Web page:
On the occasion of World Press Freedom Day two months ago, I had summarised the results of two surveys on press freedom around the world. India had fared badly in both. Although I had not explicitly said so, it was clear from the way I had presented the details that I had found the surveys’ methodology sound and their results credible.
A reader, Akhil Oka, however, had problems with both of these things. First, he disagreed with the results. “Our media is free enough,” he said. “Look at the number of news channels India has. I doubt whether any other country has so many debates and sting operations. I doubt that many countries will allow the voice of the opposition to come out so freely. I believe that the government should be credited for ensuring an atmosphere for a free press, which is one of its rare achievements.”
My overall response is that I would have to undertake a rigorous academic study to evaluate the state of press freedom in India. Given that this is not possible, I have to trust established organisations’ conclusions, and those surveys were indeed conducted by reputable institutions that have done this work for years.
To address the specifics one by one, first, I don’t think the number of publications (or channels) necessarily has a relation to how free the press is or to how diverse its political and economic opinions are.
Second, I’m not sure that either the reader or I can say with any authority whether India has or does not have more debates and stings than other countries or how easy or difficult it is in other countries for anti-establishment views to be published or aired. Moreover, it is not only the government that is in a position to curb press freedom, but other powerful lobbies too.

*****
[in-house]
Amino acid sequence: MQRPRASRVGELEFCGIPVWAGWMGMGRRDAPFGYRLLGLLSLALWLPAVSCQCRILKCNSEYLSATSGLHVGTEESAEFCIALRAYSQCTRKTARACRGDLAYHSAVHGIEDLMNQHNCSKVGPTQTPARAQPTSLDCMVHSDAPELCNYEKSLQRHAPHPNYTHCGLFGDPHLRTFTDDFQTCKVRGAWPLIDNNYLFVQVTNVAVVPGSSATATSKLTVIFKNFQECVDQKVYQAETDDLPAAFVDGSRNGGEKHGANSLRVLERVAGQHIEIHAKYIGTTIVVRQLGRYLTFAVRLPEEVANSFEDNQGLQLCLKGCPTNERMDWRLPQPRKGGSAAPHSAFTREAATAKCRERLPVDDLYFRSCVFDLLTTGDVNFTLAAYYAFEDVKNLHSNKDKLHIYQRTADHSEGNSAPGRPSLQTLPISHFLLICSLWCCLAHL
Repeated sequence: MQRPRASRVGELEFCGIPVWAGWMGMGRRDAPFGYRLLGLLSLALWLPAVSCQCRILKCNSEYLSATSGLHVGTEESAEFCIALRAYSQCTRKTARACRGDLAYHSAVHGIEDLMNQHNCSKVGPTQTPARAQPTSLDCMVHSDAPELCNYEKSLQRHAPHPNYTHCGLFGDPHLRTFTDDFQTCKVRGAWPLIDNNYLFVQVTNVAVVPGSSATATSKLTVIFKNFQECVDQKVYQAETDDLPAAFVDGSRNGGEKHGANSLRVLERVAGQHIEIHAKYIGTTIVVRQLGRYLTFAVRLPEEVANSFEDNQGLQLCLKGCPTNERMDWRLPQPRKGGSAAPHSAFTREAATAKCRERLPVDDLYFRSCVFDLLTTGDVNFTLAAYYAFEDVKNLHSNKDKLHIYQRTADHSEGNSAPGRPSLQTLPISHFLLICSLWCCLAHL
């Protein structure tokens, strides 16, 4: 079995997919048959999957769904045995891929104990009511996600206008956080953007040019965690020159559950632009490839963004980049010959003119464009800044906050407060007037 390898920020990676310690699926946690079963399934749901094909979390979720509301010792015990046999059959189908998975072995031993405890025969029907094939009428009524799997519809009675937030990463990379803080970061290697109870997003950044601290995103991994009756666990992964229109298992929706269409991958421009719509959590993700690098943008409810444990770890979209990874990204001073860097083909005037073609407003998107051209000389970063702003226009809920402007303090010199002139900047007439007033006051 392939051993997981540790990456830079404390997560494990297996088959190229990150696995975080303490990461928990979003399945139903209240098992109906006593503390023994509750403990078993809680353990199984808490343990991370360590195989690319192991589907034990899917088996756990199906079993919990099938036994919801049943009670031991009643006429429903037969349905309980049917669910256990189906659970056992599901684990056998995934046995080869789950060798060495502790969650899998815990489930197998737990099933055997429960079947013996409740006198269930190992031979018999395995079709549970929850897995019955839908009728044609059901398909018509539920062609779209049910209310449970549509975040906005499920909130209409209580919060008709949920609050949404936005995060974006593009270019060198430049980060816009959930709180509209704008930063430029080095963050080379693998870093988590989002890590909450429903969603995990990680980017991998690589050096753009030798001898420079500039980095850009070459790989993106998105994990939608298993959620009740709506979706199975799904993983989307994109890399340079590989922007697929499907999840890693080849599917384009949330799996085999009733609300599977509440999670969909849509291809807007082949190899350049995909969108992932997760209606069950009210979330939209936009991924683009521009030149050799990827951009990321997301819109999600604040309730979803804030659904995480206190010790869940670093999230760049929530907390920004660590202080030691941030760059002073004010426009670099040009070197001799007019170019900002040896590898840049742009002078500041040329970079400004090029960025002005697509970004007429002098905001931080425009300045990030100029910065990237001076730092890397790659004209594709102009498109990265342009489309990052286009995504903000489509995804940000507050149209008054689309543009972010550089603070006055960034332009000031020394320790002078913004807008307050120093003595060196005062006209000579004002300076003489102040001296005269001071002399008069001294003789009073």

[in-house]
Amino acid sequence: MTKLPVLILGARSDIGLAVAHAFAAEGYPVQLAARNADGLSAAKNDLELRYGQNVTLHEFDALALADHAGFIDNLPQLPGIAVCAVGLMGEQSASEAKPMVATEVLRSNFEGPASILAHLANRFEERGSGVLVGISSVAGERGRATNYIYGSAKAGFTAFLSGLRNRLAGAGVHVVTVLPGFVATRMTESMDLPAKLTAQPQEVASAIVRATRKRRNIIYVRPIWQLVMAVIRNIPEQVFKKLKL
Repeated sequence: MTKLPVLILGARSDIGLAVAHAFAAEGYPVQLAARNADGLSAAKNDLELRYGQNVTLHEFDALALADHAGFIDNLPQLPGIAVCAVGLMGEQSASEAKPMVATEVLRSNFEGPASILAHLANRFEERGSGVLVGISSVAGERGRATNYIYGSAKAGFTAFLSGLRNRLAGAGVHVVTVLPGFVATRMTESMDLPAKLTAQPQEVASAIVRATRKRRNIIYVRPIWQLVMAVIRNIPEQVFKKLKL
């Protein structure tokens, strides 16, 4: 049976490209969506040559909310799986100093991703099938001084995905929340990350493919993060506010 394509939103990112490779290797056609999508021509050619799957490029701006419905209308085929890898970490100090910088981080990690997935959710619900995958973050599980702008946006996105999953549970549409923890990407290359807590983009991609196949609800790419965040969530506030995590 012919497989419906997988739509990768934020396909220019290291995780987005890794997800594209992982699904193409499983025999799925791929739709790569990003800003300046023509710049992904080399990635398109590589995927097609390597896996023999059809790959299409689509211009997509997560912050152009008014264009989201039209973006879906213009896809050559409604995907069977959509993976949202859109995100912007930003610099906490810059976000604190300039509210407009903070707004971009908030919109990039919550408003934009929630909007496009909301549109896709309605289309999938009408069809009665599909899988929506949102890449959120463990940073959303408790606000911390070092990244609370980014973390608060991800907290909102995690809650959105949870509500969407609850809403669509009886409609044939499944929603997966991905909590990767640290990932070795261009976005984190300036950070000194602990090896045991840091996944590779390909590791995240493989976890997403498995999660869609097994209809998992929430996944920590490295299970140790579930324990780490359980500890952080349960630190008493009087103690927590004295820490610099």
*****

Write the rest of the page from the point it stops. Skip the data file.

In any case, we cannot go on our hunches. We have to depend on the systematic research of organisations that have the necessary resources and expertise.
If readers have details about or online links to other research that paints a more flattering picture of Indian press freedom, please email this to me.
About the methodology, the reader felt that one of the surveys was wrong to have factored in Kapil Sibal’s announcement in December that the government should screen social networking sites for communally sensitive content. “Clearly, no one has pointed out to the survey that the minister in question later ruled out the implementation of [his plan],” the reader said.
Here the reader is on a stronger wicket. It is true that the government released a statement in May clarifying that it had no intention of regulating content. And it did this because of an outcry in the press. Still, although Sibal’s ill-conceived ideas were stillborn (unlike his plans for the IIT entrance exam), it reflects his mindset.
For a detailed analysis of this, readers can read Geeta Seshu’s excellent pieces on internet censorship in the Media Freedom section of thehoot.org, a site dedicated to issues concerning the media in South Asia. Indeed, this section also documents violations of media freedoms all over the country, which might lead the reader to less sceptical of the survey results.
But there is one thing he said that I can’t agree with more: “Instead of being oversensitive, the press should use its resources to increase the quality of its content.”